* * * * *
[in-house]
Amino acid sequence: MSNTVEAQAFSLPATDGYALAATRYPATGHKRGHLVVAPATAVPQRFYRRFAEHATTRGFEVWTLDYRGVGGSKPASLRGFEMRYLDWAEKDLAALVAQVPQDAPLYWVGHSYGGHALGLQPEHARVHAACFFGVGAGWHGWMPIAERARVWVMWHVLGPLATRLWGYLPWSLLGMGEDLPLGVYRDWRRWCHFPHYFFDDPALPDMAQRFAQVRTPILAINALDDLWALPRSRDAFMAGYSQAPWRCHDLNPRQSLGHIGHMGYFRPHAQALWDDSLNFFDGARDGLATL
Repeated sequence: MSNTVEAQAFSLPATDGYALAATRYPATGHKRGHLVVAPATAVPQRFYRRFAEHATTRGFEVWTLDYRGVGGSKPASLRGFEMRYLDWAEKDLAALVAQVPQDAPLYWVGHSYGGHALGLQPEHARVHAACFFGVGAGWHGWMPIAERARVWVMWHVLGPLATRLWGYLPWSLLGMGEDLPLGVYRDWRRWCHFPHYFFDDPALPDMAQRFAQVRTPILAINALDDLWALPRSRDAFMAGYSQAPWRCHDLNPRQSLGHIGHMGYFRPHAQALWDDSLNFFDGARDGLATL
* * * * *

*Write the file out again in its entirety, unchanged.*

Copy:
[in-house]
Amino acid sequence: MSNTVEAQAFSLPATDGYALAATRYPATGHKRGHLVVAPATAVPQRFYRRFAEHATTRGFEVWTLDYRGVGGSKPASLRGFEMRYLDWAEKDLAALVAQVPQDAPLYWVGHSYGGHALGLQPEHARVHAACFFGVGAGWHGWMPIAERARVWVMWHVLGPLATRLWGYLPWSLLGMGEDLPLGVYRDWRRWCHFPHYFFDDPALPDMAQRFAQVRTPILAINALDDLWALPRSRDAFMAGYSQAPWRCHDLNPRQSLGHIGHMGYFRPHAQALWDDSLNFFDGARDGLATL
Repeated sequence: MSNTVEAQAFSLPATDGYALAATRYPATGHKRGHLVVAPATAVPQRFYRRFAEHATTRGFEVWTLDYRGVGGSKPASLRGFEMRYLDWAEKDLAALVAQVPQDAPLYWVGHSYGGHALGLQPEHARVHAACFFGVGAGWHGWMPIAERARVWVMWHVLGPLATRLWGYLPWSLLGMGEDLPLGVYRDWRRWCHFPHYFFDDPALPDMAQRFAQVRTPILAINALDDLWALPRSRDAFMAGYSQAPWRCHDLNPRQSLGHIGHMGYFRPHAQALWDDSLNFFDGARDGLATL